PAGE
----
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Title: Role of MiR-148b in angiogenesis and endothelial cell plasticity
Author: Miscianinov, Vladislav
ISNI:       0000 0004 7969 1392
Awarding Body: University of Edinburgh
Current Institution: University of Edinburgh
Date of Award: 2019
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Endothelial cells (ECs) have a well-established role in the maintenance of vascular physiology. Moreover, ECs participate in many physiological processes such as angiogenesis, blood homeostasis, inflammatory response, lipid metabolism and many more. Angiogenesis is one of the most studied functions of endothelium, where ECs participate in the formation of the new blood vessels. Additionally, ECs can also exhibit a form of plasticity called endothelial-to-mesenchymal transition (EndMT), which is characterized by the loss of endothelial-specific morphology and markers and acquisition of mesenchymal-like phenotype. Both angiogenesis and EndMT can be regulated by physiological cues, such as inflammation and haemodynamic forces, as well as number of molecular stimuli, such as TGF-β. Interestingly, recent evidence suggests that angiogenesis and EndMT can be orchestrated by miRNAs. This thesis aims to address the hypothesis that miR-148b is a modulator of angiogenesis and endothelial cell plasticity in the form of EndMT. The preliminary high-throughput miRNA screen has identified miR-148b as a strong enhancer of HUVEC proliferation. Subsequent bioinformatic analysis and validation demonstrated that TGFB2 and SMAD2 are direct targets of miR-148b in ECs. Further experiments using gain- and loss-of-function approaches demonstrated that miR-148b regulates EC function. Specifically, overexpression of miR-148b enhanced EC migration, proliferation and in vitro angiogenesis, whereas its inhibition promoted EndMT, decreasing the expression of CD31 and VE-Cadherin and elevating collagen 1. Furthermore, inflammatory cytokine challenge decreased miR-148b levels in ECs, promoting EndMT, via upregulation of SMAD2, and enhancing reactive oxygen species production, all of which were abrogated by exogenous miR- 148b. Finally, in a mouse model of skin wound healing, delivery of miR-148b mimics promoted wound angiogenesis and accelerated wound closure. In contrast, inhibition of miR-148b enhanced EndMT in wounds impairing wound closure, which is reverted by SMAD2 silencing. Together, the data in this thesis supports the hypothesis that miR-148b regulates angiogenesis and endothelial cell plasticity, and provides the evidence that miR-148b upregulation enhances both in vitro and in vivo angiogenesis, while its knockdown promotes EndMT. This thesis demonstrates for the first time that miR-148b could be a key factor controlling EndMT and vascularization, thus opening a new avenue for therapeutic application of miR-148b in diseases that require vascular and tissue repair.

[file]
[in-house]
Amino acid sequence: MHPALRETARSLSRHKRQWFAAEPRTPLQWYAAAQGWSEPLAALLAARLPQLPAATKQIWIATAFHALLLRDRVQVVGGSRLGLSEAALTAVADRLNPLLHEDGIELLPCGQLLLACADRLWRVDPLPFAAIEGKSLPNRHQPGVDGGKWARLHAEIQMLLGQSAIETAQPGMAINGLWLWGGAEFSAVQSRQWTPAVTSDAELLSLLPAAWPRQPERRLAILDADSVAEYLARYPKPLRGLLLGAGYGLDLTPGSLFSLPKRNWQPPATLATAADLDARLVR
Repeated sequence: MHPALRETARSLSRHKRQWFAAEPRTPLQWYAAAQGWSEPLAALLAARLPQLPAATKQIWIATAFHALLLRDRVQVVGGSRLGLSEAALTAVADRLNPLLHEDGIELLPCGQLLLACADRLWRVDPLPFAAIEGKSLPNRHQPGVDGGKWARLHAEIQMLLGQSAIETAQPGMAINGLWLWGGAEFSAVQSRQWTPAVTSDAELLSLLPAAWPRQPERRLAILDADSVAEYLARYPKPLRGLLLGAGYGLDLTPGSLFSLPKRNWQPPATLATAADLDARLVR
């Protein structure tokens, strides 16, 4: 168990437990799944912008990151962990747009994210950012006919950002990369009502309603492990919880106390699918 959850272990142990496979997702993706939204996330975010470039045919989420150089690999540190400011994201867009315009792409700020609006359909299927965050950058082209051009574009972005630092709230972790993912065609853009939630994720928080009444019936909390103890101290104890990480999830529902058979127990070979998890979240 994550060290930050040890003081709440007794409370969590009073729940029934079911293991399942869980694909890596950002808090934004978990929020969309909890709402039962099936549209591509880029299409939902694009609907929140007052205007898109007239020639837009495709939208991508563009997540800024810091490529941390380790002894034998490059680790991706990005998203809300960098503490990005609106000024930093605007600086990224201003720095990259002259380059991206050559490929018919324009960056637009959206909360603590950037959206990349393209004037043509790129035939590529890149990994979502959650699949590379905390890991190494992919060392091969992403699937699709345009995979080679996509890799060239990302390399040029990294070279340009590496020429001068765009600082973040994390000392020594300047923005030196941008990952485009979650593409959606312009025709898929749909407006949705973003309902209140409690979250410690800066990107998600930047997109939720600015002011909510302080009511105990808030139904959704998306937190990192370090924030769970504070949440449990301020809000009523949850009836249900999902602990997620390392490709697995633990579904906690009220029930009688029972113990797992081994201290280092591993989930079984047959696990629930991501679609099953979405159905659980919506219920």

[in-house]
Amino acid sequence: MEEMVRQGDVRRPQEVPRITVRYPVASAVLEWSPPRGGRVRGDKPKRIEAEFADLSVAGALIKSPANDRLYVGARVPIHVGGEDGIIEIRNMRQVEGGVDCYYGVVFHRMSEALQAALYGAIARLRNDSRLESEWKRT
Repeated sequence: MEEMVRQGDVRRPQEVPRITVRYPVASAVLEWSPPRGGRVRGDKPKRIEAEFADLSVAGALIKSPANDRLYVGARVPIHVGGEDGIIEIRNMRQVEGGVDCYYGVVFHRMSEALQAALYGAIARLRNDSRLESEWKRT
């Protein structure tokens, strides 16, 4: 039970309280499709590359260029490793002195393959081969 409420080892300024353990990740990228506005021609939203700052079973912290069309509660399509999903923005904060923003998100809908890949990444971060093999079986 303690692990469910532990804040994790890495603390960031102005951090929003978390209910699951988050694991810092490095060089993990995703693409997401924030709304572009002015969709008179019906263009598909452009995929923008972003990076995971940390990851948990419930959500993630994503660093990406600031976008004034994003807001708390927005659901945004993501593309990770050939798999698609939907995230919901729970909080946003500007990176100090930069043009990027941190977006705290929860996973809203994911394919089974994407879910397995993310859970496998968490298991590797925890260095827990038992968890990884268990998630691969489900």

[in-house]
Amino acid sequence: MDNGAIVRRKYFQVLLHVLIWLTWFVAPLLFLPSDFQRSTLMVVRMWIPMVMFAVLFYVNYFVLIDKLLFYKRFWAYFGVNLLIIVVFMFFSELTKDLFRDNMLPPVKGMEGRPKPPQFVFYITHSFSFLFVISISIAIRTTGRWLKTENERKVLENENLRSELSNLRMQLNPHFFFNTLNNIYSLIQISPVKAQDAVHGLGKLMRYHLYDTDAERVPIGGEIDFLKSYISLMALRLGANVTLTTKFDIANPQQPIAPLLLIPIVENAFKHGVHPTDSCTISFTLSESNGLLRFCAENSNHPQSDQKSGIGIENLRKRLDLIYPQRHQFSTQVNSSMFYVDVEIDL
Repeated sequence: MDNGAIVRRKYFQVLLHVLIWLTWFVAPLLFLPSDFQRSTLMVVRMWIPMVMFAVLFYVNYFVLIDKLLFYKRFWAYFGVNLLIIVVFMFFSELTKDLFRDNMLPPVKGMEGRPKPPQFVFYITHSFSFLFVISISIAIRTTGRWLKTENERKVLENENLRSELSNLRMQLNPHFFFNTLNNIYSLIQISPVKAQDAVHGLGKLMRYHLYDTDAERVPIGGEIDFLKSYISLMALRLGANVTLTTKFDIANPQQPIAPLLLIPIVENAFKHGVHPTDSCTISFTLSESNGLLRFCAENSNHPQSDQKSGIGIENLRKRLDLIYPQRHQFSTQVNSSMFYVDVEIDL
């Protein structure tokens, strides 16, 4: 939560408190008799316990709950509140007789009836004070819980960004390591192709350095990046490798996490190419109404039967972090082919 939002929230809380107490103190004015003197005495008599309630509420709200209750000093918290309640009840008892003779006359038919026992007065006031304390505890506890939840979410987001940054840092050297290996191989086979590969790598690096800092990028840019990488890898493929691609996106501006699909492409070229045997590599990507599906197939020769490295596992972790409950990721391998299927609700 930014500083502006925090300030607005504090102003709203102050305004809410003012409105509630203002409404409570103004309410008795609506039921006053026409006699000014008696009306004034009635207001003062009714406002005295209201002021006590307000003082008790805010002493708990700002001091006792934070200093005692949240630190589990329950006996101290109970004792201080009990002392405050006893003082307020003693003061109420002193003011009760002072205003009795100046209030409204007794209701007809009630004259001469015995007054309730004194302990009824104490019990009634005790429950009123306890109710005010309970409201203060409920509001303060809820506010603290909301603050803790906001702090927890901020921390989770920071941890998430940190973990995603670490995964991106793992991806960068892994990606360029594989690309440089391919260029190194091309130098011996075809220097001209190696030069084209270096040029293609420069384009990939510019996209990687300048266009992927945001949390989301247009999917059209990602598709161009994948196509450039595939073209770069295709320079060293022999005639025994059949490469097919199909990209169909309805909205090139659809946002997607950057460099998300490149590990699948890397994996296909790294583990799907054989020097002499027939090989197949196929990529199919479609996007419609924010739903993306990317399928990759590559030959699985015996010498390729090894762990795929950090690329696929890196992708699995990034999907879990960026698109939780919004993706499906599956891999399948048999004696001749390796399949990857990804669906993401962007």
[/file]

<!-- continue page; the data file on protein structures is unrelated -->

Supervisor: Caporali, Andrea ; Gray, Gillian Sponsor: Not available
Qualification Name: Thesis (Ph.D.) Qualification Level: Doctoral
EThOS ID:  DOI: Not available
Keywords: miR-148b ; angiogenesis ; endothelial-to-mesenchymal transition ; EndMT ; TGF-b pathway ; wound healing ; gene therapy